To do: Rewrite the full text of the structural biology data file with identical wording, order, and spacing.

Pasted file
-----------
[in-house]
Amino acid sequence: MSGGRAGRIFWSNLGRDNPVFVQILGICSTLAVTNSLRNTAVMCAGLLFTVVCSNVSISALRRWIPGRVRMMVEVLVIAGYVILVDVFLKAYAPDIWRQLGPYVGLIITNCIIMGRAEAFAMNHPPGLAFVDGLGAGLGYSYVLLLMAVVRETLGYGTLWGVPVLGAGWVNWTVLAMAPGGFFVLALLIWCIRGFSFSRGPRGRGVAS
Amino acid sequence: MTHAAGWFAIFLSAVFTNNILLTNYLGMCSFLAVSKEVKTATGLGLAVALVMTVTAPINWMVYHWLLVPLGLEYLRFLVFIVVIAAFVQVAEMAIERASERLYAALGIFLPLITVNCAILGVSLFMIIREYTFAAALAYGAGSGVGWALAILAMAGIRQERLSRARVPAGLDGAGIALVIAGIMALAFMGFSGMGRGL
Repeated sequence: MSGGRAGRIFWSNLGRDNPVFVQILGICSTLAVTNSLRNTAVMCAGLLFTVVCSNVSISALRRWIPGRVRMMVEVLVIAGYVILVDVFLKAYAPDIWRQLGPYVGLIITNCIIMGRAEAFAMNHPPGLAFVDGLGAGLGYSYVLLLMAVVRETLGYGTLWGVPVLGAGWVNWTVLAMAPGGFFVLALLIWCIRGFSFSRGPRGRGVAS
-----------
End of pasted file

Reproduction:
[in-house]
Amino acid sequence: MSGGRAGRIFWSNLGRDNPVFVQILGICSTLAVTNSLRNTAVMCAGLLFTVVCSNVSISALRRWIPGRVRMMVEVLVIAGYVILVDVFLKAYAPDIWRQLGPYVGLIITNCIIMGRAEAFAMNHPPGLAFVDGLGAGLGYSYVLLLMAVVRETLGYGTLWGVPVLGAGWVNWTVLAMAPGGFFVLALLIWCIRGFSFSRGPRGRGVAS
Amino acid sequence: MTHAAGWFAIFLSAVFTNNILLTNYLGMCSFLAVSKEVKTATGLGLAVALVMTVTAPINWMVYHWLLVPLGLEYLRFLVFIVVIAAFVQVAEMAIERASERLYAALGIFLPLITVNCAILGVSLFMIIREYTFAAALAYGAGSGVGWALAILAMAGIRQERLSRARVPAGLDGAGIALVIAGIMALAFMGFSGMGRGL
Repeated sequence: MSGGRAGRIFWSNLGRDNPVFVQILGICSTLAVTNSLRNTAVMCAGLLFTVVCSNVSISALRRWIPGRVRMMVEVLVIAGYVILVDVFLKAYAPDIWRQLGPYVGLIITNCIIMGRAEAFAMNHPPGLAFVDGLGAGLGYSYVLLLMAVVRETLGYGTLWGVPVLGAGWVNWTVLAMAPGGFFVLALLIWCIRGFSFSRGPRGRGVAS